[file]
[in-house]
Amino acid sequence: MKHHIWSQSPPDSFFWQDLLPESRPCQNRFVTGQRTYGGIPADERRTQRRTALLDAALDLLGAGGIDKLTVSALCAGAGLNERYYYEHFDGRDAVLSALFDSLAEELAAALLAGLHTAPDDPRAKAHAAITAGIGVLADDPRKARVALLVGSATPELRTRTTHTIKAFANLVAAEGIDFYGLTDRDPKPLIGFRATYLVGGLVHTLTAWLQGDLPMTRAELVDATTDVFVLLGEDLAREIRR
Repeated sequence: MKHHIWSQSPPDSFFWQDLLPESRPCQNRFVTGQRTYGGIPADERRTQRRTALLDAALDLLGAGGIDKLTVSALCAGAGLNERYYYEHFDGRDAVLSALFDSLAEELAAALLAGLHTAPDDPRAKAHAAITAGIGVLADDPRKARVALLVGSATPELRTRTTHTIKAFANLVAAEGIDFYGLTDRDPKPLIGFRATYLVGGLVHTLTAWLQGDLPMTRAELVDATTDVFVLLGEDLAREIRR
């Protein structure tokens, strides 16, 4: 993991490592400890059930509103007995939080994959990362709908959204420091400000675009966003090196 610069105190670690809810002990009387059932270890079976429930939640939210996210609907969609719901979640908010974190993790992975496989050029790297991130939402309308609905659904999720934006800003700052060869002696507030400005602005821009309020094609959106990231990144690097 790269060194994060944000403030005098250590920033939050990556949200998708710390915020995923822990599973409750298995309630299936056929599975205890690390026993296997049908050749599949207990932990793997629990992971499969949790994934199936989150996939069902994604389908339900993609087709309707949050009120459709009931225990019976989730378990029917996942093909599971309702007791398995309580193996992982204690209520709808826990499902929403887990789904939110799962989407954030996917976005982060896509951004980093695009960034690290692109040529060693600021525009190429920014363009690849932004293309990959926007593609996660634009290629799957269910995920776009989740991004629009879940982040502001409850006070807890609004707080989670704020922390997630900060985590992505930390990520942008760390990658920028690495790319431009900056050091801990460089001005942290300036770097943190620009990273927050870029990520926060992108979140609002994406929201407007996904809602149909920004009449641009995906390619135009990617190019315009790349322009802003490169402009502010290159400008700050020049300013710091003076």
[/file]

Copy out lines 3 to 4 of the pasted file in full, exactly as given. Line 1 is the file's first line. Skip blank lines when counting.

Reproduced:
Repeated sequence: MKHHIWSQSPPDSFFWQDLLPESRPCQNRFVTGQRTYGGIPADERRTQRRTALLDAALDLLGAGGIDKLTVSALCAGAGLNERYYYEHFDGRDAVLSALFDSLAEELAAALLAGLHTAPDDPRAKAHAAITAGIGVLADDPRKARVALLVGSATPELRTRTTHTIKAFANLVAAEGIDFYGLTDRDPKPLIGFRATYLVGGLVHTLTAWLQGDLPMTRAELVDATTDVFVLLGEDLAREIRR
């Protein structure tokens, strides 16, 4: 993991490592400890059930509103007995939080994959990362709908959204420091400000675009966003090196 610069105190670690809810002990009387059932270890079976429930939640939210996210609907969609719901979640908010974190993790992975496989050029790297991130939402309308609905659904999720934006800003700052060869002696507030400005602005821009309020094609959106990231990144690097 790269060194994060944000403030005098250590920033939050990556949200998708710390915020995923822990599973409750298995309630299936056929599975205890690390026993296997049908050749599949207990932990793997629990992971499969949790994934199936989150996939069902994604389908339900993609087709309707949050009120459709009931225990019976989730378990029917996942093909599971309702007791398995309580193996992982204690209520709808826990499902929403887990789904939110799962989407954030996917976005982060896509951004980093695009960034690290692109040529060693600021525009190429920014363009690849932004293309990959926007593609996660634009290629799957269910995920776009989740991004629009879940982040502001409850006070807890609004707080989670704020922390997630900060985590992505930390990520942008760390990658920028690495790319431009900056050091801990460089001005942290300036770097943190620009990273927050870029990520926060992108979140609002994406929201407007996904809602149909920004009449641009995906390619135009990617190019315009790349322009802003490169402009502010290159400008700050020049300013710091003076």